Taeniasis or cystcercosis, toxocariasis, and leptospirosis are key zoonotic NTDs [2022]. Intestinal helminth and protozoan infections are believed to be widespread, especially in southern Mexico [23].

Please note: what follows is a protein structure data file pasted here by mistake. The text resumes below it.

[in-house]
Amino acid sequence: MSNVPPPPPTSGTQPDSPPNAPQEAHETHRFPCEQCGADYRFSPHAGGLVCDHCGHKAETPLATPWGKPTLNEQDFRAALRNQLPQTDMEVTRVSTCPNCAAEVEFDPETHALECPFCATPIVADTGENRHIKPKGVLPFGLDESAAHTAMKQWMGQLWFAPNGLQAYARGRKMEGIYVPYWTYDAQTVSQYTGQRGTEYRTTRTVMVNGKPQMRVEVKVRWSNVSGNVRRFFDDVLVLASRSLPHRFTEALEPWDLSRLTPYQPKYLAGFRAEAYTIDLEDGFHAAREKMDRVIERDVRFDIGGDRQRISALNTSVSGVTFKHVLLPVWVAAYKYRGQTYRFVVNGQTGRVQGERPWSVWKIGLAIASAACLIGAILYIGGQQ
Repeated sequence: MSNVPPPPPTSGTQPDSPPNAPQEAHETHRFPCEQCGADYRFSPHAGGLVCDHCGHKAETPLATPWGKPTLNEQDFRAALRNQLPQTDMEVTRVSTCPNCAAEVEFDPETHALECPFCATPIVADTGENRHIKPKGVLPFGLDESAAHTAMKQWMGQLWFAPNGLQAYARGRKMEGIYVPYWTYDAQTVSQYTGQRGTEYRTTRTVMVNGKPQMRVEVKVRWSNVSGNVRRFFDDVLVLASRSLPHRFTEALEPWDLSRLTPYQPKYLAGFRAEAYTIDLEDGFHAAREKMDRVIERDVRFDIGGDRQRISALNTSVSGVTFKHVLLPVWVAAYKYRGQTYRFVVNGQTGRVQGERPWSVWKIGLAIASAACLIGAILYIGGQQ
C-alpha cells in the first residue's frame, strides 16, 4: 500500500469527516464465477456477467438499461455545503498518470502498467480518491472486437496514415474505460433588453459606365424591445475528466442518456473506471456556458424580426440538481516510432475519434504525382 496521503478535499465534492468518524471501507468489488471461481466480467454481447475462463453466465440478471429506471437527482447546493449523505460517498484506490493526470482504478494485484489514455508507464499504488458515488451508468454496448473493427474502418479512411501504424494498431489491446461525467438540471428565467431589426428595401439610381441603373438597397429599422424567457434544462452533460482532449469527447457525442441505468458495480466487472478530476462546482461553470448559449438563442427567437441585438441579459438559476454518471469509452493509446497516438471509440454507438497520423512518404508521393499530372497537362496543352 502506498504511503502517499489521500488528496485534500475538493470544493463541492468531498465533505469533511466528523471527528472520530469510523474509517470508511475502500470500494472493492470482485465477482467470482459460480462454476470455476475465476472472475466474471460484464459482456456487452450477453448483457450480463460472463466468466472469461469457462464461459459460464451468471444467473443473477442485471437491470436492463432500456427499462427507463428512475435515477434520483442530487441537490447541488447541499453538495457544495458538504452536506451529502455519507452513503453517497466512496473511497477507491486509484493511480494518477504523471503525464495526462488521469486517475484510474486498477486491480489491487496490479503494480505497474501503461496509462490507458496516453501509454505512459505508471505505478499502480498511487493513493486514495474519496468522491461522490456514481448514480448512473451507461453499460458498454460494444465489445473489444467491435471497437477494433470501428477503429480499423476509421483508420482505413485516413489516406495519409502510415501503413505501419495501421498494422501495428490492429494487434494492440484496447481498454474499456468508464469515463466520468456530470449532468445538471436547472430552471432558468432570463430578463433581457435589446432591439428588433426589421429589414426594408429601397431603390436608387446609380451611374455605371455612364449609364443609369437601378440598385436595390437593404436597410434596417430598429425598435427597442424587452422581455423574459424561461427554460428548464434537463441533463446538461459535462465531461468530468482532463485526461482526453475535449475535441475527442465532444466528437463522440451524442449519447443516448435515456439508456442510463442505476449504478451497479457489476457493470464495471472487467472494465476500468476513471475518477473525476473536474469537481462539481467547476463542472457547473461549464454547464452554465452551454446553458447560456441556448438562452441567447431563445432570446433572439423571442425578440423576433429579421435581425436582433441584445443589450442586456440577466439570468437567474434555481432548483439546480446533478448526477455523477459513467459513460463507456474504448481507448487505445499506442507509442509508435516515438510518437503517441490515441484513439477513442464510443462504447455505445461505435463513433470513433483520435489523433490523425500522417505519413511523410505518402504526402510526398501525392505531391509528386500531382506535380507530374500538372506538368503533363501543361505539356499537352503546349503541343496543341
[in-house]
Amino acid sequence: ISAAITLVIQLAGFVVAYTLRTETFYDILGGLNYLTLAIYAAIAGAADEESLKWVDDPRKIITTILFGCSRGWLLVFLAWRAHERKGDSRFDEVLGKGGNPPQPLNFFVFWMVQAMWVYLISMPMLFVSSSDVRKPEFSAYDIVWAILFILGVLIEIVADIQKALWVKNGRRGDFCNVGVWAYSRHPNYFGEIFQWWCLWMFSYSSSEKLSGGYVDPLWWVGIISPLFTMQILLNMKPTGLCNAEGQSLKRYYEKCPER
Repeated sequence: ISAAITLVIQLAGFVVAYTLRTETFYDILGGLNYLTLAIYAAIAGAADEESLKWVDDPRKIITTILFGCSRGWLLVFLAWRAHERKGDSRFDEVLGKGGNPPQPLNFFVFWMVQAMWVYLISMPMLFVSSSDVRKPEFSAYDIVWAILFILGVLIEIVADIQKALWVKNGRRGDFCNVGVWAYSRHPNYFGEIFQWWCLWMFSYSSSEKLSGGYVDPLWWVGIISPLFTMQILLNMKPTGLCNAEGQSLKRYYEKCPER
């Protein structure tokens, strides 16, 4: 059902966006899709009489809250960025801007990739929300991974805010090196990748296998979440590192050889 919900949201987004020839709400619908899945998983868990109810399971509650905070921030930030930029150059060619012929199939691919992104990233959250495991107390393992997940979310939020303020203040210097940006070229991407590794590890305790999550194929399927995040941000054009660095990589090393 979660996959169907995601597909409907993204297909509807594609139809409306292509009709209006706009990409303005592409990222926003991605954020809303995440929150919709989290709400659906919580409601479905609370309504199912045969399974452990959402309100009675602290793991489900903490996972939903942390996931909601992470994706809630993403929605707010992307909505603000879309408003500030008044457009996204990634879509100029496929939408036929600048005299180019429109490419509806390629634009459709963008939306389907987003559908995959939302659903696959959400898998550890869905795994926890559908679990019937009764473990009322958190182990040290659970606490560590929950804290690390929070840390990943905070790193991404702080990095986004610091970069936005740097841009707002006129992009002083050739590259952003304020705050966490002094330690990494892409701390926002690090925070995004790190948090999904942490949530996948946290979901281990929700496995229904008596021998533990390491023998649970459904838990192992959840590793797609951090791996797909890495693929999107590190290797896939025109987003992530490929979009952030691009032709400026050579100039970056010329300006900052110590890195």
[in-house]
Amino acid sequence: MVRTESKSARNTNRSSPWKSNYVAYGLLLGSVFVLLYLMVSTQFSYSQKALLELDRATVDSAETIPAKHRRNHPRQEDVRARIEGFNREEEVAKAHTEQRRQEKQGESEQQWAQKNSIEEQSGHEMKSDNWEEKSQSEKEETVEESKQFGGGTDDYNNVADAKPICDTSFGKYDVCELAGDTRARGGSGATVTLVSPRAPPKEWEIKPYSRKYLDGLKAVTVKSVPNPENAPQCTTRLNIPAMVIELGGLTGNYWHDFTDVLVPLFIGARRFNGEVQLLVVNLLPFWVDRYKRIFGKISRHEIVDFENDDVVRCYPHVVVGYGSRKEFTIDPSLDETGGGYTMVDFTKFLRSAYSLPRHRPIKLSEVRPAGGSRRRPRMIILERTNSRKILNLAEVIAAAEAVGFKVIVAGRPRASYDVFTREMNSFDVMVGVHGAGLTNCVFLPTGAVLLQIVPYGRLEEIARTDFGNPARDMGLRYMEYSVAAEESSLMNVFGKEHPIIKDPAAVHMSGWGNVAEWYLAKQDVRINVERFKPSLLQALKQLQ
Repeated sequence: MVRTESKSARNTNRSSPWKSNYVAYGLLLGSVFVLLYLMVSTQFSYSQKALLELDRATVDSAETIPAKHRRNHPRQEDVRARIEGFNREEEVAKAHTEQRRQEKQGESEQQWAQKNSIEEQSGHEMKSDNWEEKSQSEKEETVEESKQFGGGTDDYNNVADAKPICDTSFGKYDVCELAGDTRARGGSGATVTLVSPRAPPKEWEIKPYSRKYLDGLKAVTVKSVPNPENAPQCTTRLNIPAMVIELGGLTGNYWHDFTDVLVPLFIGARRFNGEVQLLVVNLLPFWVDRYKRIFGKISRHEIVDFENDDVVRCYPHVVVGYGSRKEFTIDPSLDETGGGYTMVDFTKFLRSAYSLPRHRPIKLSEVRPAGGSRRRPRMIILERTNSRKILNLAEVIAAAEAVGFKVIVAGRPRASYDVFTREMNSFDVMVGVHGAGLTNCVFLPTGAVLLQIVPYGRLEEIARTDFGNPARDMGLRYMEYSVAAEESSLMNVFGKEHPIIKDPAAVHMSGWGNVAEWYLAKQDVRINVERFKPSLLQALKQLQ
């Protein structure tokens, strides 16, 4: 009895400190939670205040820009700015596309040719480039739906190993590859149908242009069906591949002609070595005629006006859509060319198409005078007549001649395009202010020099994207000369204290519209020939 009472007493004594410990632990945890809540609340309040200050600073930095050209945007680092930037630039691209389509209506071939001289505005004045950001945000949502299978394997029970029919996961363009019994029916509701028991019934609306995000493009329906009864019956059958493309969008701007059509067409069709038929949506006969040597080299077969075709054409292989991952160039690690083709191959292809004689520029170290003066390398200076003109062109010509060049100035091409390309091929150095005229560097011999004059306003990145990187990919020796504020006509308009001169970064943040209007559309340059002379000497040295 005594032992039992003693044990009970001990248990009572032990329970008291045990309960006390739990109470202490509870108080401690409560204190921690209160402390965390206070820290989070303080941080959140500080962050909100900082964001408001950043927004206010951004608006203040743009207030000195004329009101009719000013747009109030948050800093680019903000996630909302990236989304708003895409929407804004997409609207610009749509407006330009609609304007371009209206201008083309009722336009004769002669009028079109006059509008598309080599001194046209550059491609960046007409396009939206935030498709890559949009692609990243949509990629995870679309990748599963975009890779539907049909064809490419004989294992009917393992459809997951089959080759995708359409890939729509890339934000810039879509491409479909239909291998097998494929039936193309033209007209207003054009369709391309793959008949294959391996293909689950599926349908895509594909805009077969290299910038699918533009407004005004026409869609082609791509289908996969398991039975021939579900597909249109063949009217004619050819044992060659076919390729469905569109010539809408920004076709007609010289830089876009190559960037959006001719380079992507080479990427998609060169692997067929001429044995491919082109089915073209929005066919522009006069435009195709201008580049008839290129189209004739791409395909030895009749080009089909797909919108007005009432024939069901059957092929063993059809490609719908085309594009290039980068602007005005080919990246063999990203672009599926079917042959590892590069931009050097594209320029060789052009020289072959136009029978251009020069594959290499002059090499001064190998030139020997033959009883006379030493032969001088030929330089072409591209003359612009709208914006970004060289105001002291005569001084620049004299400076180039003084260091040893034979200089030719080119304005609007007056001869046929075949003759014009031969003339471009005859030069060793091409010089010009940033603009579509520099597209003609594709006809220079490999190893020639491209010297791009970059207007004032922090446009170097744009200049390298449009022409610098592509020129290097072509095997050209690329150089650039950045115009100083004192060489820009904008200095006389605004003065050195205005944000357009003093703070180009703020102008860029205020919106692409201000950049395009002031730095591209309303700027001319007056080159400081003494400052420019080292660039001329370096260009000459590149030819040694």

There are important opportunities for international cooperation between the governments of the US and Mexico and both public sector and private scientific institutions located in the Gulf of Mexico region in order to control or eliminate selected NTDs. They include active disease surveillance to assess the rural versus urban distribution of the major NTDs, deeper knowledge about the modes of transmission, and the role of marginalized (including indigenous) populations affected by these conditions. Shared vector control efforts for Aedes mosquitoes linked to dengue and chikungunya, and for Culex mosquitoes that transmit West Nile virus infection, represent key interventions. Vector control is also a cornerstone for triatomine vector reductions to combat Chagas disease in Yucatan and elsewhere in southeastern Mexico [14,15]; it may also help to control some rickettsial infections. Deworming and other intestinal parasite control measures are still required. According to the World Health Organization, approximately 10 million preschool- and school-aged children require regular and periodic deworming in Mexico [23]. Joint efforts are needed for some of the key zoonotic NTDs in the region including taeniaisis or cysticercosis, toxocariasis, fascioliasis, and leptospirosis. Shared efforts for research and development to produce new or improved diagnostics, drugs, and vaccines are also needed.